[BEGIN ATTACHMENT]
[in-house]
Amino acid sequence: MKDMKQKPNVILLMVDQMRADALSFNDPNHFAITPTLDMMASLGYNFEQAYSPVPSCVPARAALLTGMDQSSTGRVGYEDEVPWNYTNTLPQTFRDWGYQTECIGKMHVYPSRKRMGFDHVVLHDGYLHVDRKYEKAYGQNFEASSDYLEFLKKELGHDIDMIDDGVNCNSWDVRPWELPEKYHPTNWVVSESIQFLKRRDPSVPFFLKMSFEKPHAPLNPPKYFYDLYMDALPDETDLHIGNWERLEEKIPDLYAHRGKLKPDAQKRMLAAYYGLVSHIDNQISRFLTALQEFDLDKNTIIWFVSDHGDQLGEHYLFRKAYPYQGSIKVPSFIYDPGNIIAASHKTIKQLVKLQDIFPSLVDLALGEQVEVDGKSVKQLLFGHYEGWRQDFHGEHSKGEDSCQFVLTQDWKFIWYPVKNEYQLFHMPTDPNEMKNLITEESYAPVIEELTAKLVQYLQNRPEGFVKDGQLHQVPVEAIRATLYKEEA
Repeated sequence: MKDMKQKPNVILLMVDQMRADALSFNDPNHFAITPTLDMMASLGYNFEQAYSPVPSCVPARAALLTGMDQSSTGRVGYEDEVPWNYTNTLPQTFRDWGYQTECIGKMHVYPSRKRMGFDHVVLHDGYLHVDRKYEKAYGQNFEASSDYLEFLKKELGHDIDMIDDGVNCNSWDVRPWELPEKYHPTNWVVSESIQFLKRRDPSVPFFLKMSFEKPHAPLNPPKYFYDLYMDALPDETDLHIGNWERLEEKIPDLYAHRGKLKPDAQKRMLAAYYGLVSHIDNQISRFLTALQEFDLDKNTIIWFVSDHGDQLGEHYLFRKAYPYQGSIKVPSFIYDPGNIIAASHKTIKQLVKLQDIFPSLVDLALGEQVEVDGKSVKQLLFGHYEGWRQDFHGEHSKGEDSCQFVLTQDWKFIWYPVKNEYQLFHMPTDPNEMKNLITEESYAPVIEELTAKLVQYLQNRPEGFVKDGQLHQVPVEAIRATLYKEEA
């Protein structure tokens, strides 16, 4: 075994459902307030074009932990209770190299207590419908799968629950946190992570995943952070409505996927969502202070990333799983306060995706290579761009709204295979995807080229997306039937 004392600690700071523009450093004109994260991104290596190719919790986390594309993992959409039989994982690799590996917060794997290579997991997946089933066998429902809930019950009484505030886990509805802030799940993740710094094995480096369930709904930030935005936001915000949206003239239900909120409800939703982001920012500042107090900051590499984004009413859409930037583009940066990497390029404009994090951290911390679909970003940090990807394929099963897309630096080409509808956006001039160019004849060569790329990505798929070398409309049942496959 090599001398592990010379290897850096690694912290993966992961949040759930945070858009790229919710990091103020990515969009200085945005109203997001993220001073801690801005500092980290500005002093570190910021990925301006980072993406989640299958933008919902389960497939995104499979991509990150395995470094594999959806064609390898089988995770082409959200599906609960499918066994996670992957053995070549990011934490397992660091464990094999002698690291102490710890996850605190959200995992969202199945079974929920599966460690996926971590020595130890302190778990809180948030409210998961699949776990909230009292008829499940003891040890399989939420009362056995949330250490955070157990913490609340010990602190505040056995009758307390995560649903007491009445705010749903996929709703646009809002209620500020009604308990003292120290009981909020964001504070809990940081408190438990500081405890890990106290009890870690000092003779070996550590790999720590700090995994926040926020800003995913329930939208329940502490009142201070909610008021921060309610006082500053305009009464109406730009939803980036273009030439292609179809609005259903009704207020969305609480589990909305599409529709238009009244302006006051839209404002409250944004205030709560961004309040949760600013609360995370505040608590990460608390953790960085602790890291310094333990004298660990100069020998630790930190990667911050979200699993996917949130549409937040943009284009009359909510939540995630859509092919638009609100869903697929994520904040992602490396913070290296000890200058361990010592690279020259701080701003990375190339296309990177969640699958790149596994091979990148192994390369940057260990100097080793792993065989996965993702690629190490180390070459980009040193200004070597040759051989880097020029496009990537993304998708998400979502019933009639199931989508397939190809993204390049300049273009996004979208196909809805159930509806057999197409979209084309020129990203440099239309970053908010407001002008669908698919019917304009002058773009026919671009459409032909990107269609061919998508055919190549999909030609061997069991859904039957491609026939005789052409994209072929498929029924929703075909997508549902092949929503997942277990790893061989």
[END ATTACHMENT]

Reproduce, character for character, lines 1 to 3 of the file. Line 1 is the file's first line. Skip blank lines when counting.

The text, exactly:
[in-house]
Amino acid sequence: MKDMKQKPNVILLMVDQMRADALSFNDPNHFAITPTLDMMASLGYNFEQAYSPVPSCVPARAALLTGMDQSSTGRVGYEDEVPWNYTNTLPQTFRDWGYQTECIGKMHVYPSRKRMGFDHVVLHDGYLHVDRKYEKAYGQNFEASSDYLEFLKKELGHDIDMIDDGVNCNSWDVRPWELPEKYHPTNWVVSESIQFLKRRDPSVPFFLKMSFEKPHAPLNPPKYFYDLYMDALPDETDLHIGNWERLEEKIPDLYAHRGKLKPDAQKRMLAAYYGLVSHIDNQISRFLTALQEFDLDKNTIIWFVSDHGDQLGEHYLFRKAYPYQGSIKVPSFIYDPGNIIAASHKTIKQLVKLQDIFPSLVDLALGEQVEVDGKSVKQLLFGHYEGWRQDFHGEHSKGEDSCQFVLTQDWKFIWYPVKNEYQLFHMPTDPNEMKNLITEESYAPVIEELTAKLVQYLQNRPEGFVKDGQLHQVPVEAIRATLYKEEA
Repeated sequence: MKDMKQKPNVILLMVDQMRADALSFNDPNHFAITPTLDMMASLGYNFEQAYSPVPSCVPARAALLTGMDQSSTGRVGYEDEVPWNYTNTLPQTFRDWGYQTECIGKMHVYPSRKRMGFDHVVLHDGYLHVDRKYEKAYGQNFEASSDYLEFLKKELGHDIDMIDDGVNCNSWDVRPWELPEKYHPTNWVVSESIQFLKRRDPSVPFFLKMSFEKPHAPLNPPKYFYDLYMDALPDETDLHIGNWERLEEKIPDLYAHRGKLKPDAQKRMLAAYYGLVSHIDNQISRFLTALQEFDLDKNTIIWFVSDHGDQLGEHYLFRKAYPYQGSIKVPSFIYDPGNIIAASHKTIKQLVKLQDIFPSLVDLALGEQVEVDGKSVKQLLFGHYEGWRQDFHGEHSKGEDSCQFVLTQDWKFIWYPVKNEYQLFHMPTDPNEMKNLITEESYAPVIEELTAKLVQYLQNRPEGFVKDGQLHQVPVEAIRATLYKEEA